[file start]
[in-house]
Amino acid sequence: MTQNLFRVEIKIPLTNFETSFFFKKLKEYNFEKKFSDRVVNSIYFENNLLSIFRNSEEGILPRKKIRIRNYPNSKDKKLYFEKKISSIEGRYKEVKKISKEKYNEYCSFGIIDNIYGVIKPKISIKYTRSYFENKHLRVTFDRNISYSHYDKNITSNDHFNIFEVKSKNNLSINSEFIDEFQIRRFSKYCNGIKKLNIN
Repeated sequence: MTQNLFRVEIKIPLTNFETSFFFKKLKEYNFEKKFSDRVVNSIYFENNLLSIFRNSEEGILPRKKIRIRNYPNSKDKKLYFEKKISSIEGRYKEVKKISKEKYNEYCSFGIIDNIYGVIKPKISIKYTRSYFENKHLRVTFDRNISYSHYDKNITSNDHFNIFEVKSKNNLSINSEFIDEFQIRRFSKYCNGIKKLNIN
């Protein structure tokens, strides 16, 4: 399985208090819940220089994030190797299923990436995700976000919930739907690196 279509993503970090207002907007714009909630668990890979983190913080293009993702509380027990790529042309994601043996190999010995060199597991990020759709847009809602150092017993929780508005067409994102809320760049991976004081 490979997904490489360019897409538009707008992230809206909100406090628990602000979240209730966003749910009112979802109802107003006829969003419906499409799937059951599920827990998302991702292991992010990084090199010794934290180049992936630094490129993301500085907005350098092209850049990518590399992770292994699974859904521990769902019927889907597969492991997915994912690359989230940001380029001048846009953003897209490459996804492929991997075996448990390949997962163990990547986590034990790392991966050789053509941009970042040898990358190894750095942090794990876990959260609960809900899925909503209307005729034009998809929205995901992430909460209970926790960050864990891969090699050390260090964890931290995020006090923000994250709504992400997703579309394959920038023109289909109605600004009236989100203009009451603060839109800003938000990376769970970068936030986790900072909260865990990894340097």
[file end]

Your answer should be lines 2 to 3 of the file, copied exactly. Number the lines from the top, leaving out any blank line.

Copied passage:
Amino acid sequence: MTQNLFRVEIKIPLTNFETSFFFKKLKEYNFEKKFSDRVVNSIYFENNLLSIFRNSEEGILPRKKIRIRNYPNSKDKKLYFEKKISSIEGRYKEVKKISKEKYNEYCSFGIIDNIYGVIKPKISIKYTRSYFENKHLRVTFDRNISYSHYDKNITSNDHFNIFEVKSKNNLSINSEFIDEFQIRRFSKYCNGIKKLNIN
Repeated sequence: MTQNLFRVEIKIPLTNFETSFFFKKLKEYNFEKKFSDRVVNSIYFENNLLSIFRNSEEGILPRKKIRIRNYPNSKDKKLYFEKKISSIEGRYKEVKKISKEKYNEYCSFGIIDNIYGVIKPKISIKYTRSYFENKHLRVTFDRNISYSHYDKNITSNDHFNIFEVKSKNNLSINSEFIDEFQIRRFSKYCNGIKKLNIN